Jan 31, 2009 - The Straits Times
Aaron Low, Political Correspondent
IN GIVING money to companies to help them cope with the downturn, the Government is in effect killing three birds with one stone, economists and analysts tell Insight.
# First, The Jobs Credit, amounting to a 12 per cent subsidy on the first $2,500 of an employee's wage, delivers cash into the hands of companies.
This is more effective than giving cash to individuals, for two reasons:
- More people are saving in anticipation that this will be a protracted recession, says Dr Randolph Tan of Nanyang Technological University (NTU). Hence, money that is given out to individuals may not have much of a multiplier effect, in the sense of generating more value in the economy. It will simply be stashed away in the individual's bank account, or under the mattress.
- The aim is to help businesses manage cash flow and hopefully forestall downsizing, business closures and retrenchments. Professor Hui Weng Tat from the Lee Kuan Yew School of Public Policy says that this will have 'the indirect effect of sustaining the consumption demand of workers who are able to keep their jobs'.
'Giving cash grants to individuals who would otherwise face a higher chance of losing their jobs could result in a higher probability of contraction of consumption demand,' he says.
'In this regard, giving money to companies would be more effective in sustaining aggregate demand.'
# Second, on top of saving jobs, the scheme also puts pressure on employers to save jobs specifically for locals.
The issue of foreign talent and workers in Singapore's midst has been a touchy subject with some Singaporeans wanting the Government to do more to provide jobs for Singaporeans.
Latest figures show that the workforce has 1.057 million foreigners, or about one in three of the workforce here.
This scheme may tilt the balance towards local workers as it is skewed towards the lower-paid and local workers, says PricewaterhouseCoopers tax partner David Sandison.
He notes that a firm gets to save proportionally more by employing lower-paid workers as the subsidy is capped at $300.
There are no such savings for foreign employees. In fact, companies have to pay an additional foreign worker levy, which ranges between $50 and $450 a month, depending on how many foreigners a firm employs.
Hence, the difference in cost, after taking into account the Jobs Credit, 'may skew the decision-making towards firing of more foreigners', says Prof Hui.
# Third, the scheme avoids cutting employers' Central Provident Fund (CPF) contribution rate, which some companies had been calling for.
This scheme is a 'unique' instrument that is equivalent to a 9-percentage-point cut in employers' CPF contributions, but without the pain, says NTU's Dr Tan.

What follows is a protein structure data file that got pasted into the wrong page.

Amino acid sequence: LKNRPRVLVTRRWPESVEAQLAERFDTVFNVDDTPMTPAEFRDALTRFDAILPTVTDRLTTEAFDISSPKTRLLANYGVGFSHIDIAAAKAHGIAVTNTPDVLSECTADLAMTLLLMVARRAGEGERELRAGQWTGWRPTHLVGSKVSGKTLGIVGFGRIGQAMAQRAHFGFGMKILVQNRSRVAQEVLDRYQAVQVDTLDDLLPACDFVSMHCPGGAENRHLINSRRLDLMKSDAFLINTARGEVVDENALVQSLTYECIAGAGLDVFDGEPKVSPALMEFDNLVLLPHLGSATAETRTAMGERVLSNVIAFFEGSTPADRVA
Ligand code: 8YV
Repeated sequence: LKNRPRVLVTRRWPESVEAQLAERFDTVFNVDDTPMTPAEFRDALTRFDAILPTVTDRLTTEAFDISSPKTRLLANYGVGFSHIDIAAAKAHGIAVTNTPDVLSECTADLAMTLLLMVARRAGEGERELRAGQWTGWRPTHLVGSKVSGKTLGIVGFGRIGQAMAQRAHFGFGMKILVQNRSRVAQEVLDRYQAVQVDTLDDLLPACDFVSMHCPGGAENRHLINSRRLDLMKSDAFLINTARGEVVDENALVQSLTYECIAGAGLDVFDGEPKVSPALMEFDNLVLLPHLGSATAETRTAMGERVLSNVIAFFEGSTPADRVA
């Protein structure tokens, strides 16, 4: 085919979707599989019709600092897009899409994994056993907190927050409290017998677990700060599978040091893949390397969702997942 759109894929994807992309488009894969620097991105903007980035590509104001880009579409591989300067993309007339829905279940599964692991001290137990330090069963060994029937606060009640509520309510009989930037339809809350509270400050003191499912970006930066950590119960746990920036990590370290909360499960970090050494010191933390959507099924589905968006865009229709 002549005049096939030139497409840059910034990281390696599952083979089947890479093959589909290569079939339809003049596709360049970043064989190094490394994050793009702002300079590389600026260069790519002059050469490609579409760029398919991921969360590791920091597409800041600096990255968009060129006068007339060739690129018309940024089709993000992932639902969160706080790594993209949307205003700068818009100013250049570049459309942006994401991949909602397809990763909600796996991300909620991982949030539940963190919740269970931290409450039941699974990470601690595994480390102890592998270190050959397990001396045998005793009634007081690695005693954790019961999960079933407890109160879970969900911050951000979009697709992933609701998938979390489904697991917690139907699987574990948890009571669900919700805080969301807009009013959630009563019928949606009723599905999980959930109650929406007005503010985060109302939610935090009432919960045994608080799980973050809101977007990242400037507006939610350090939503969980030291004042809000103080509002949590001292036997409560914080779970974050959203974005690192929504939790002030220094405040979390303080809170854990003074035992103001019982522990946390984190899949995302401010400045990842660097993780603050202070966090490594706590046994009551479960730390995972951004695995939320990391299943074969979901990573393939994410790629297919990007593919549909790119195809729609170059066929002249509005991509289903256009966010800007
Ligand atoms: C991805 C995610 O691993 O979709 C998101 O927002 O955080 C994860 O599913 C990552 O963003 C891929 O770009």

Cutting CPF contribution rates would have been painful for workers because the national savings plan is not only tied to retirement financing but also medical, educational and housing needs. Many Singaporeans rely on their CPF savings to pay for their homes and medical treatment.
Dr Tan notes that before the Jan 22 Budget statement, 'it seemed that a CPF cut was the only instrument available'.
'By showing it can achieve the aim of reducing wages without actually shifting the burden to workers, the Government is putting its money where its mouth is,' he says.
Still, despite the strengths of the scheme, economists point out that it is not perfect.
NTU economics professor Tan Khee Giap says the scheme can afford to be a lot more targeted in its approach.
He argues that smaller companies should be given higher subsidies as their wage bills form a higher percentage of their total costs, as compared to larger multinational companies.
'Instead of a 12 per cent subsidy across the board, maybe it should be 15 per cent for small firms and 5 per cent for larger firms,' he says.
'If the objective is to save jobs, the scheme should target small and medium enterprises since they employ 65 per cent of the workforce.'
Indeed, Mr Poon Hong Yuen of the Ministry of Finance, who was in the thick of helping to design the system, acknowledges that the scheme could have taken a more targeted approach, except that it would have been difficult to implement.
Perhaps the biggest criticism of the $4.5 billion scheme is that when companies face the crunch, the decision to hire or fire will not be decided by savings of 12 per cent.
National University of Singapore professor Shandre Thangavelu expects the scheme to have only a 'short-run' impact on the retrenchment behaviour of employers. After a while, the layoffs will still hit.
Citigroup's head of Singapore research Chua Hak Bin says the cost of the package seems disproportionate to the benefits it would possibly yield.
'Suppose the scheme succeeds in saving 50,000 jobs, that's a cost of about $90,000 a job. That's double the median annual wage,' he says.
'The scheme looks disproportionately generous towards saving jobs versus helping those who are jobless, who get close to nothing in the Budget.'
The scheme is a 'unique' instrument that is equivalent to a 9-percentage-point cut in employers' CPF contributions, but without the pain, says NTU's Dr Tan.